MONTPELIER – Attorney General T.J. Donovan recently announced that his office has reviewed the officer-involved shooting incident that occurred on August 9, 2019 in Montpelier, Vermont.
The Attorney General’s Office is declining to prosecute Montpelier Police Department Corporal Chad Bean for charges related to the fatal shooting of Mark J. Johnson.
The Office concluded that, based on the totality of the circumstances, the use of deadly force to stop an imminent threat of bodily harm was reasonable and justified.
In reaching this decision, they say they reviewed materials provided by the Vermont State Police, who conducted the investigation.
The evidence showed that on August 9, 2019, Corporal Bean and fellow Montpelier Police Department Officer Christopher Quesnel responded to an incident involving a man, ultimately identified as Mark Johnson, who had allegedly brandished a knife at a resident in the Pioneer Street Apartments in Montpelier.
Based on the evidence, after the officers arrived on the scene, Corporal Bean observed in the first floor hallway of the apartments a man holding something and exiting the building.
Officer Quesnel then observed the man outside crossing Main Street and walking to the Spring Street bridge.
The man held a handgun that reasonably appeared to be a firearm.
The man displayed signs of agitation,and occasionally rocked back and forth, police say.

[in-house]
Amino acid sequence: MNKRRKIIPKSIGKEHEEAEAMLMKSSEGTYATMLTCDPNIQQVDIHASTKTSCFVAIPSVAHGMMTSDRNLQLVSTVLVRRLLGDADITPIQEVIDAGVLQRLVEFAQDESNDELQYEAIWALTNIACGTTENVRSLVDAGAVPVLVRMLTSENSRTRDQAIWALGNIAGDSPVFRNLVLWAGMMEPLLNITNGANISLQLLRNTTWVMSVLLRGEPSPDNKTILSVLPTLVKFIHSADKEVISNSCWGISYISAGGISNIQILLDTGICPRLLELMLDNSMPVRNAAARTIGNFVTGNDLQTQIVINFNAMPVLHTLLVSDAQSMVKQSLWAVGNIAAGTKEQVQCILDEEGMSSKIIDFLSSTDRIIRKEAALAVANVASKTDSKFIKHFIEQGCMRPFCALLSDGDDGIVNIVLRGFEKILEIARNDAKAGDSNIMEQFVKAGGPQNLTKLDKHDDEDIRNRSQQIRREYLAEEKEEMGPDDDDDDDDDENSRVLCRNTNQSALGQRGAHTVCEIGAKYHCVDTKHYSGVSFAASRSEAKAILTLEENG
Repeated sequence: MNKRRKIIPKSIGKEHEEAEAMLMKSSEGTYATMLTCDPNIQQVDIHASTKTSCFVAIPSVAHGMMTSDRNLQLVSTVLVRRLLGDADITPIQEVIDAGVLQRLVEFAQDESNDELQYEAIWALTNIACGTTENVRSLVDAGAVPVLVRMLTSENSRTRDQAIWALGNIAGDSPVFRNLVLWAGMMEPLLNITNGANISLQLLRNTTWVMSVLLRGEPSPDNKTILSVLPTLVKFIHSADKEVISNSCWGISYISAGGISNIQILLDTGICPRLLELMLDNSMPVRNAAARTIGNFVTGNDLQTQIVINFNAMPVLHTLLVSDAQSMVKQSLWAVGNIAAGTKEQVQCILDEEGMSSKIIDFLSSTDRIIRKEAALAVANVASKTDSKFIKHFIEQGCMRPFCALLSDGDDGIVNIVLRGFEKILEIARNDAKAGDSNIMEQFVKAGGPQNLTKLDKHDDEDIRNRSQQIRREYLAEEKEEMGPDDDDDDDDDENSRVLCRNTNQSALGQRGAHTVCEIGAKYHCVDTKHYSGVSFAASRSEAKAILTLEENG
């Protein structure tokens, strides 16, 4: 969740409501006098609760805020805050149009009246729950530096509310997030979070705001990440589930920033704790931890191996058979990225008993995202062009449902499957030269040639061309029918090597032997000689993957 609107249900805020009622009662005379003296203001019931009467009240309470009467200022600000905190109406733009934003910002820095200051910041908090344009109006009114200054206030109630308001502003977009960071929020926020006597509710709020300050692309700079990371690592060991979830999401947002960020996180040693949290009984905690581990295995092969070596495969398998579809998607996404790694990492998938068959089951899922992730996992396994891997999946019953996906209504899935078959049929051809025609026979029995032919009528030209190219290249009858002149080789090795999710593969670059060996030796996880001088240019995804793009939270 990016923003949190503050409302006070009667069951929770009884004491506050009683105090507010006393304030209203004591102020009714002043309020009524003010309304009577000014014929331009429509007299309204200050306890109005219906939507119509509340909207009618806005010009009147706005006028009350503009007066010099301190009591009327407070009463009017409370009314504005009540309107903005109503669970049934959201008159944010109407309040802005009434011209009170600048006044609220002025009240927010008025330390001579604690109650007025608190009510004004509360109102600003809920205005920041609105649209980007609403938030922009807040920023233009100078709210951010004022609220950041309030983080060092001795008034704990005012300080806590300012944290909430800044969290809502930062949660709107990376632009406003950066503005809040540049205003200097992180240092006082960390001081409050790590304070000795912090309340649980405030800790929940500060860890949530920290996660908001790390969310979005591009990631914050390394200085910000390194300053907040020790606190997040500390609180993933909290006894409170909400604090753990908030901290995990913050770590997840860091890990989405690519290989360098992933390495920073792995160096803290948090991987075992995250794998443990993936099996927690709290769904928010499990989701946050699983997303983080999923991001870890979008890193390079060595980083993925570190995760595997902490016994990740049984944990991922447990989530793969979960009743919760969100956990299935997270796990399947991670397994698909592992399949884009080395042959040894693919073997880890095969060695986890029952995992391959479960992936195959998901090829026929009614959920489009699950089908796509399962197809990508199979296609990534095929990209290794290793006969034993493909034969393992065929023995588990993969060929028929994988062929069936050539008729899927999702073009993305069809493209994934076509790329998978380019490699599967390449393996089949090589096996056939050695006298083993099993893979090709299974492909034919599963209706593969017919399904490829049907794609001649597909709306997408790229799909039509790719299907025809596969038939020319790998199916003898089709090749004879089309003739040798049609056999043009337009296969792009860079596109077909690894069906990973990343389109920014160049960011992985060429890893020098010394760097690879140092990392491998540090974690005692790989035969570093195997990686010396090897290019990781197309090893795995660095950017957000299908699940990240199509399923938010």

He stepped up onto the railings of the bridge while peering down toward the river.
He muttered remarks. He did not react to the officers’ repeated attempts to de-escalate the situation.
The officers tried to speak with the man, Mr. Johnson, numerous times and offer him help, but he did not respond.
He ignored their repeated commands to put down the gun.
At various times during the incident, Mr. Johnson held the gun in the general direction of the officers.
The evidence showed that it was only after Mr. Johnson stepped down from the railing of the bridge, abruptly turned toward the officers squaring off in their direction, and appeared deliberately to take aim at Corporal Bean that Corporal Bean fired his weapon at Mr. Johnson striking him twice, once in the chest and once in the abdomen.
The handgun held by Mr. Johnson, which was ultimately determined after the incident to be a pellet gun, and a knife were recovered at the scene.
Based on the totality of the circumstances, Attorney General T.J. Donovan’s office said it was reasonable for Corporal Bean to think that he and Officer Quesnel were in imminent danger of being killed or seriously harmed by Mr.Johnson.
Corporal Bean’s decision to use deadly force to stop the threat was ruled reasonable and justified under the circumstances.
The Office of the State’s Attorney for Washington County also conducted an independent review and has declined to file criminal charges against Corporal Bean.